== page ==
Music

Genres collide in Dolly Rotten

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Alberta has a wild heart: a work-hard-play-harder core that’s more at home tearing through mud and shooting whisky than living in buttoned-down office towers. Edmonton band Dolly Rotten, fronted by gravel-voiced Lace Daryn, is the definition of that rough-and-tumble lifestyle.

“Our material is 100-percent Alberta,” Daryn says. “Everything about it. My favourite song on our new album is called ‘Working Class Son of a Bitch.’ It’s just about the pride that comes from growing up here.”

But Dolly Rotten isn’t slick Nashville; it’s a witches brew of outlaw country, punk and metal music with blue-collar roots and rock ‘n’ roll decadence. Thrash guitars and double-kick bass drums groove on the same track as pedal steel and Telecaster twang.

Daryn formed Dolly Rotten with fellow Westlock-Barrhead-area musician Kurt West late last decade, as they shared a bottle of Jack Daniels after hours in a bar she worked at.

“We were sitting on the floor hiding from the cameras,” Daryn says. “We were talking about music, about how the punk-rock bands in [Edmonton] were fading and dying. I was writing country music, then leaning more towards punk rock. Kurt was developing metal bands. We just thought, why does it have to be one thing—why can’t we just do it all?”

Daryn says the band comes by its country-metal sound honestly. A small-town girl, she grew up listening to classic country. Then she left home when she was 16 to join a punk-rock band in Edmonton.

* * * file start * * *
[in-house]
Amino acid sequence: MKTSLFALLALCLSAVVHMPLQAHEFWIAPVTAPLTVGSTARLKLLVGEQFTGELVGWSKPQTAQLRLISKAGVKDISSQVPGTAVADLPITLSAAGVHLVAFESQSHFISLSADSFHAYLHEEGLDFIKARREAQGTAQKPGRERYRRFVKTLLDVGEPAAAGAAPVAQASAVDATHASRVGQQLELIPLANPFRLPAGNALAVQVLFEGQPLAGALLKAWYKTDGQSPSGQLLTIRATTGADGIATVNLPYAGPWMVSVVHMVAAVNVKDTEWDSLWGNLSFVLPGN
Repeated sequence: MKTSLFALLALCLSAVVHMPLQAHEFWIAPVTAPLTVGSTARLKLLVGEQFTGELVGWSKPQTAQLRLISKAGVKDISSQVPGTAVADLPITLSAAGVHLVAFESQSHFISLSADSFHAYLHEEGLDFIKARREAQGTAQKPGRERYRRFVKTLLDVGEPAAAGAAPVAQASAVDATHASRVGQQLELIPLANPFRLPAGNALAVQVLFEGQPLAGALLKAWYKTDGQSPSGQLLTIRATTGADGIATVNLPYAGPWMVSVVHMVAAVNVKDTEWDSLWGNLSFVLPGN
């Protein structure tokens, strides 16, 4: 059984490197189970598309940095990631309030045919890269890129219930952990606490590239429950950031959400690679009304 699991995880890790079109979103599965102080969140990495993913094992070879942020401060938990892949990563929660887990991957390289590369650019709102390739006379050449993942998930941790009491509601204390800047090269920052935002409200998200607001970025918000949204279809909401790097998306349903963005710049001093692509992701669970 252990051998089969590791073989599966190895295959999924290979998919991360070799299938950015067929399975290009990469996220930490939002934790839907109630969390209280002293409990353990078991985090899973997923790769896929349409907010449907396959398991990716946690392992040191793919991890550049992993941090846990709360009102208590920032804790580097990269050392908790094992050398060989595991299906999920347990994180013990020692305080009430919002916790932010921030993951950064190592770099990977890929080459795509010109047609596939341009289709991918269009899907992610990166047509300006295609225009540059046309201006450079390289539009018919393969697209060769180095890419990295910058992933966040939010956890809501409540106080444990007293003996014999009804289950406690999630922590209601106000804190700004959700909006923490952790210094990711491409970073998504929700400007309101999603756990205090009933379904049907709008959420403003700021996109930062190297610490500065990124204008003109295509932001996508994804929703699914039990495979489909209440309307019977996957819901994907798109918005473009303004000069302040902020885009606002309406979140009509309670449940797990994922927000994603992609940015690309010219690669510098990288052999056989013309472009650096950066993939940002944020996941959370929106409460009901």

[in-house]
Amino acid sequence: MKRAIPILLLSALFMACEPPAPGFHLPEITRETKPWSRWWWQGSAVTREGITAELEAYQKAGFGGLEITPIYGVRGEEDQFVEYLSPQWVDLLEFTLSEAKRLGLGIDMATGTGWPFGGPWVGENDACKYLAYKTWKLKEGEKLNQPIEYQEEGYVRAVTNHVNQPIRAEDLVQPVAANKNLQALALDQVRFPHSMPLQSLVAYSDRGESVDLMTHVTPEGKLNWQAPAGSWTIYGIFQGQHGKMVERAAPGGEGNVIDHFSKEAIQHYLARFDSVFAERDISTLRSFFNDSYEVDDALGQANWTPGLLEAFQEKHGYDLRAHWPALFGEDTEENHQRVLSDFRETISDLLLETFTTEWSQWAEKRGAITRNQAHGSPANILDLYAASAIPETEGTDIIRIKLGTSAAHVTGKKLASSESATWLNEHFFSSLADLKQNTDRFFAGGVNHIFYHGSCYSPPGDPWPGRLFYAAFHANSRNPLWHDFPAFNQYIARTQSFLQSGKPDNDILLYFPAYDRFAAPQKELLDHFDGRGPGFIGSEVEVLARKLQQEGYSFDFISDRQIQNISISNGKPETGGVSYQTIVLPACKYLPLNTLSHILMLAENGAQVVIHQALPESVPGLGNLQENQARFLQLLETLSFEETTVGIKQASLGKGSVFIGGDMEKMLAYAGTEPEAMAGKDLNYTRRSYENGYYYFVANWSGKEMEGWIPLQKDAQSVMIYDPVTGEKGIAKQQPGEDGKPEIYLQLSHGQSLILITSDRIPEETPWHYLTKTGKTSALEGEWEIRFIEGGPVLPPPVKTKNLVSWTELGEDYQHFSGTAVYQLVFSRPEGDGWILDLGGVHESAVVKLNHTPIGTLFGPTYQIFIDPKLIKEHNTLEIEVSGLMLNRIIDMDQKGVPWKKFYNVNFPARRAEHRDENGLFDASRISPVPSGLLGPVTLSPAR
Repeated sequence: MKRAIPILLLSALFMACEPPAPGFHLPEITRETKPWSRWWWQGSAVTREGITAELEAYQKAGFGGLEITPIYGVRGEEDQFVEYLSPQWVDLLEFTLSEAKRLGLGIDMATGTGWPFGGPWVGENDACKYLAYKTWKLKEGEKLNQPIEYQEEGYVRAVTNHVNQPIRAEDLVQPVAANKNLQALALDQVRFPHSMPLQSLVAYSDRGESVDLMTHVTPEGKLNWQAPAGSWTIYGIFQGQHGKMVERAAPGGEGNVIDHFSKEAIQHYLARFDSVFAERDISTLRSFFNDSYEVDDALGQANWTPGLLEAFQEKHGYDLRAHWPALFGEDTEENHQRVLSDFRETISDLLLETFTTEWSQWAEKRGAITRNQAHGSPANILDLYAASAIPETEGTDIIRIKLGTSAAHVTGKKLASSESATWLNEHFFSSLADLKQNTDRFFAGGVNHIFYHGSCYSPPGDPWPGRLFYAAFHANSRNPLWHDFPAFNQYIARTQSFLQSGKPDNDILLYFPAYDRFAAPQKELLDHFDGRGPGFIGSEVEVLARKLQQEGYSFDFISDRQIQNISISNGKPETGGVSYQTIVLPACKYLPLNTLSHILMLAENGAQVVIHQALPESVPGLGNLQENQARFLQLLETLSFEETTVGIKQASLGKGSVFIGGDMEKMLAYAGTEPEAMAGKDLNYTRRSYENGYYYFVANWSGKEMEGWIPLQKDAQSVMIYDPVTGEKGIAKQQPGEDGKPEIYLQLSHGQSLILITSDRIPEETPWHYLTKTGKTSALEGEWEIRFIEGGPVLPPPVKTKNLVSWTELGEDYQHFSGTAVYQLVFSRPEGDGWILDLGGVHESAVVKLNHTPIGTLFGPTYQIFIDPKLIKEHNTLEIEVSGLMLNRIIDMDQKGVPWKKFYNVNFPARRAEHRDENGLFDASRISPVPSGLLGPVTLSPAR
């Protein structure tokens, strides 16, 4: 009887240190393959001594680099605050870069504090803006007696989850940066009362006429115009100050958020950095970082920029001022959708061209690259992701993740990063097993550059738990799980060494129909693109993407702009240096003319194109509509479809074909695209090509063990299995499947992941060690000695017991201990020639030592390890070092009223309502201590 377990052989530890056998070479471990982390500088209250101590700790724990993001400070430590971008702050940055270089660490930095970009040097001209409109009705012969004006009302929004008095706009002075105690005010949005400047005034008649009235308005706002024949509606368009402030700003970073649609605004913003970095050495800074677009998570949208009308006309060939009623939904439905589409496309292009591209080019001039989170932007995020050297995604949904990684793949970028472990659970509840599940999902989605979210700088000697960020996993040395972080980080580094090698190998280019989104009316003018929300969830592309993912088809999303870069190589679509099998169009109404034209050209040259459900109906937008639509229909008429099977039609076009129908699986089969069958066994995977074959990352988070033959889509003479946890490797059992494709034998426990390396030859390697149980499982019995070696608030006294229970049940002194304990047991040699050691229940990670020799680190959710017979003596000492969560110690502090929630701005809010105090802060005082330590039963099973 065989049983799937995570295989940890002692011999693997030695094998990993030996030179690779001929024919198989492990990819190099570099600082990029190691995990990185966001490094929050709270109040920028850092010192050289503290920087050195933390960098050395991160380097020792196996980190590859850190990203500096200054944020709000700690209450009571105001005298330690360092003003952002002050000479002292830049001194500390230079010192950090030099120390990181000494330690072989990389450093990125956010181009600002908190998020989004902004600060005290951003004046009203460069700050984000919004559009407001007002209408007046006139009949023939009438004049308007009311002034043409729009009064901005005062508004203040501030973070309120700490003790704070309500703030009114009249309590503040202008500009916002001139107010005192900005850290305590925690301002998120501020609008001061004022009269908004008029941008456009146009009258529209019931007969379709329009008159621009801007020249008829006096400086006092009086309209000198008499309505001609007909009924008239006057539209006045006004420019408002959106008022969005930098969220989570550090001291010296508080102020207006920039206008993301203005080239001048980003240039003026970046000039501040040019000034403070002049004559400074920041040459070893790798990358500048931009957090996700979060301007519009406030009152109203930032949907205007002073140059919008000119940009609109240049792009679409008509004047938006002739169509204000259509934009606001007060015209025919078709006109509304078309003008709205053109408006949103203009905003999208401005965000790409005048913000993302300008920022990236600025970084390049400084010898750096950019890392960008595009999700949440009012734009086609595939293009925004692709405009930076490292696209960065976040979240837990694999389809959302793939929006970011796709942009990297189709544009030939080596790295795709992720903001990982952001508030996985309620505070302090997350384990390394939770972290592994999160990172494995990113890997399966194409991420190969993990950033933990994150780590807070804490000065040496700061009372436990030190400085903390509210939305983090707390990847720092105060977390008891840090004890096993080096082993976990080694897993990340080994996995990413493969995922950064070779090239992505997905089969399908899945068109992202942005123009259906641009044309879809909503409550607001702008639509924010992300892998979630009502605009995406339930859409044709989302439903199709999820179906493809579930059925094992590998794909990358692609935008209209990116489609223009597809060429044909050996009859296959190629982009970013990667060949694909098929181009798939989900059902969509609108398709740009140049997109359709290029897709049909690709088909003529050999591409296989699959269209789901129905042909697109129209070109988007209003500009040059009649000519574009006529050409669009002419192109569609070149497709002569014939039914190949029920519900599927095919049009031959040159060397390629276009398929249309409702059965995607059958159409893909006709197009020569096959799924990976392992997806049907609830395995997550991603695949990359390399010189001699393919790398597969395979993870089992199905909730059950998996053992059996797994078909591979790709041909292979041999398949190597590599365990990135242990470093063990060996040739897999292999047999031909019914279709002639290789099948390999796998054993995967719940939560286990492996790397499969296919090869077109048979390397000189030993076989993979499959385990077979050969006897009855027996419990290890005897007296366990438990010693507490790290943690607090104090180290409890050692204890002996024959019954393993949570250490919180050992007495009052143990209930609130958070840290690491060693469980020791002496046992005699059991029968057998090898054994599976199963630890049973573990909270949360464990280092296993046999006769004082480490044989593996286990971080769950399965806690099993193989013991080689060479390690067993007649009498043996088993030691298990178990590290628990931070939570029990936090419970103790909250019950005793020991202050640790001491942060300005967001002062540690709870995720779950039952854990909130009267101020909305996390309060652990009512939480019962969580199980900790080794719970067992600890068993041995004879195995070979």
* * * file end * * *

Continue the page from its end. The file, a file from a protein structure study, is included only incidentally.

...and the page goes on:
“I was too country for punk rock and I was too punk rock for country,” Daryn says. “When I came home I was like the freak in town, but when I moved to the city everyone was like, ‘You’re a redneck.'”

The band maintains real blue-collar roots: Daryn worked at a lumber mill for five years, co-founding member and guitar player West is a trucker, bass player Tyler Wilson is a hot-shot driver and guitar player Greg Stefishen is a mechanic. It’s only Smokey Fennel—the pedal steel player who keeps Dolly Rotten country in even its loudest moments—who works as a full-time musician.

The band is set to release its debut full-length record, Coming For You. Recorded half in West’s garage and in local producer Brad Smith’s studio, Daryn describes the album as “intense.”

“Don’t listen to it when you’re trying to go to bed,” she laughs. “It makes you want to drive really fast. Every song takes you to this high sort of place—even the slow songs.”

Fri, Apr 3 (8 pm)
With Kurt West Express, the Devil’s Bed, Lonesome Dove
Pawn Shop, $12

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